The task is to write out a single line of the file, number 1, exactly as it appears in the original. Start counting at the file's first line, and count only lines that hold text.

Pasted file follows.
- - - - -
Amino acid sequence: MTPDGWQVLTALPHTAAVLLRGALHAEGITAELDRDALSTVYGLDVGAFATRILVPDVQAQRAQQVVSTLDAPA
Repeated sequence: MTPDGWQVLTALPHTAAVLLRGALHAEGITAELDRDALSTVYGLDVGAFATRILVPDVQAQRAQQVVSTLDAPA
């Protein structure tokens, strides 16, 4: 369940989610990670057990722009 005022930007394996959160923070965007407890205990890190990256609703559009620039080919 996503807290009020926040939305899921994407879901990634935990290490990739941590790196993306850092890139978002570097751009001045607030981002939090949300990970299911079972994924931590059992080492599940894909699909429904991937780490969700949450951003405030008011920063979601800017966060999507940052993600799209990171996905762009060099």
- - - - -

Amino acid sequence: MTPDGWQVLTALPHTAAVLLRGALHAEGITAELDRDALSTVYGLDVGAFATRILVPDVQAQRAQQVVSTLDAPA